The Different Sub Genres of Electronic Dance Music

This article is a collaborative effort, crafted and edited by a team of dedicated professionals.

Contributors: Andranick Tanguiane, Fred Lerdahl,


If you’re a fan of electronic dance music, you might be wondering what the different sub genres are. Here’s a quick guide to help you out!


Electronic dance music, or EDM for short, is a genre that covers a wide range of styles. Though it is typically associated with club culture and the rave scene, there is a lot more to it than that. In recent years, EDM has become one of the most popular genres in the world, with artists like Calvin Harris and Avicii topping the charts.

There are many different sub genres of EDM, each with its own distinct sound. Here are some of the most popular:

-House: House music is characterized by a 4/4 beat and often features synthesizers and samples from other genres of music. It originated in Chicago in the 1980s and was popularized by clubs like The Warehouse.

– techno: Techno is a more experimental form of house music that often features distorted or synthesized sounds. It originated in Detroit in the 1980s and was popularized by clubs like The Music Institute.

– trance: Trance is a type of electronic dance music that is characterized by hypnotic melodies and repetition. It became popular in the 1990s and was often played at clubs or on the radio in Europe.

– drum & bass: Drum & bass is a fast-paced form of electronic dance music that features breakbeats and basslines. It originated in London in the early 1990s and was popularized by clubs like Fabric.


House is a genre of electronic dance music that originated in the 1980s in Chicago. The name is derived from the Warehouse club in Chicago where House music was first played. House music is characterized by a 4/4 time signature, a strong bassline, and a repetitive melody.

Deep House

Deep house is a subgenre of house music. It originated in the 1980s, initially fusing elements of Chicago house with 1980s jazz-funk and touch of 1988 acid house. The style is often characterized by hypnotic rhythms, Soulful vocals, soft keyboard sounds and the occasional saxophone.

Tropical House

Tropical house, also known as trop house or tropical pop, is a subgenre of deep house that originated in the early 2010s. The genre is broadly influenced by Caribbean and Latino music, as well as French house and nu-disco.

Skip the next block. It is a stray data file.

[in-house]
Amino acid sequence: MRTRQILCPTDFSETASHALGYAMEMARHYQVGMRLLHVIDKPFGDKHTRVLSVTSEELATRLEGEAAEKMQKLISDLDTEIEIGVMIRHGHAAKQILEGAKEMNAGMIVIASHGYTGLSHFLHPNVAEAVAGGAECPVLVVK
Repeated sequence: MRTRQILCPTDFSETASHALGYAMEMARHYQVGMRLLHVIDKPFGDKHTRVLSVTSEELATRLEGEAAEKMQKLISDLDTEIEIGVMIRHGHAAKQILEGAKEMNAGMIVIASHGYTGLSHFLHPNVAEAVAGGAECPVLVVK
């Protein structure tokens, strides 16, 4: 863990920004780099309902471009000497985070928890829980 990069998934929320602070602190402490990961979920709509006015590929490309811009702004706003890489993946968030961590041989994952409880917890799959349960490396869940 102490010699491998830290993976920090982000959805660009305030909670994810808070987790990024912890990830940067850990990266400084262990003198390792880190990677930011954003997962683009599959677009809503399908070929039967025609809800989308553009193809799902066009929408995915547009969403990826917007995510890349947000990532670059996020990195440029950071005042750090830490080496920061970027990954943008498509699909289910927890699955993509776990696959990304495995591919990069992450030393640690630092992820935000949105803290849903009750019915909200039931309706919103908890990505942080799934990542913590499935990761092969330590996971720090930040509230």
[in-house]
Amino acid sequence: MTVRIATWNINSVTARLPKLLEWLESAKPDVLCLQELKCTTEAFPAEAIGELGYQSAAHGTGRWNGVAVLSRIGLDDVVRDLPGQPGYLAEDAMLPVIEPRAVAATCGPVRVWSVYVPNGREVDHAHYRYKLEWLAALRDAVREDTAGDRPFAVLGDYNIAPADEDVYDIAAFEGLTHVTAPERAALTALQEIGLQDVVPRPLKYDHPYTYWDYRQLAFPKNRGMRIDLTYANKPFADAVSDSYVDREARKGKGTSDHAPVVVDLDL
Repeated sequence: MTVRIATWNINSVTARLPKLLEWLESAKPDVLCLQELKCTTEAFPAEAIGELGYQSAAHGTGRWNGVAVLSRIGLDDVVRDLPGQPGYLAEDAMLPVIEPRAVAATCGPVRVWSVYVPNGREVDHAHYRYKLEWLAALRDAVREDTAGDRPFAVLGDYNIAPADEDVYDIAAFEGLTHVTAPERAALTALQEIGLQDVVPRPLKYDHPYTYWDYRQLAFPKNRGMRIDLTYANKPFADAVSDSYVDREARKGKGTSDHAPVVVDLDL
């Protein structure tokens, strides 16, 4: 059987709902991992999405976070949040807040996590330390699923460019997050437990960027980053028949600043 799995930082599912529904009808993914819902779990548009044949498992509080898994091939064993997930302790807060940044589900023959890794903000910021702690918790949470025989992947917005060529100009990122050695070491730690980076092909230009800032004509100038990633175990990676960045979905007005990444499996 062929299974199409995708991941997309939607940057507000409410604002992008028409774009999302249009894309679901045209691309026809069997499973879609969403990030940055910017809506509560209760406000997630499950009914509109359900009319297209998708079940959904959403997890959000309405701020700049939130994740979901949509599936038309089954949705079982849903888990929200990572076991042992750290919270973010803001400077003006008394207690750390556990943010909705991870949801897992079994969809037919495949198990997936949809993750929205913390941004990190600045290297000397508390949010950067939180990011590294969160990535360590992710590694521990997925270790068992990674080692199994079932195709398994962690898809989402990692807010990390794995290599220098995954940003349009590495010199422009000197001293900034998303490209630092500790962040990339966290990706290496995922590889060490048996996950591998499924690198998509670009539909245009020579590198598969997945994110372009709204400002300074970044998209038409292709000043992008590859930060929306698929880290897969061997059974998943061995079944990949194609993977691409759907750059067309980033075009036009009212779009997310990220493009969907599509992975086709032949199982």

Tropical house is typically characterized by laid-back, smooth melodies and rhythms with an emphasis on atmosphere and rhythm rather than melody or complex harmonic progression. The genre often features steel drums, marimbas, and other tropical percussion instruments, as well as synth pads and lead melodies reminiscent of 1980s lounge music or easy listening.

Tropical house generally has a slower tempo than other genres of electronic dance music, ranging from approximately 105 to 115 beats per minute. The genre gained mainstream popularity in the early 2010s with hits such as Kygo’s “Firestone” (featuring Conrad Sewell) and Matoma’s “Old Thing Back” (featuring Ja Rule and Ralph Tresvant).

Future House

Future House is a sub-genre of Electronic Dance Music that first gained popularity in the early 2010s. The genre is a fusion of deep house and EDM, with elements of trap and bass music. Future House is characterized by its use of synthesizers, percussion, and vocoders.

The genre was popularized by artists such as Tchami, Oliver Heldens, Don Diablo, and Calvin Harris. The sound of Future House has been described as “groovy”, “energetic”, and “funky”.


Techno is a subgenre of electronic dance music that emerged in Detroit, Michigan in the United States during the mid-to-late 1980s. The first recorded use of the word techno, in reference to a type of music, was in 1988. Techno is generally characterized by a repetitive 4/4 beat, hypnotic rhythms, and often, the use of sampled or synthesized sounds.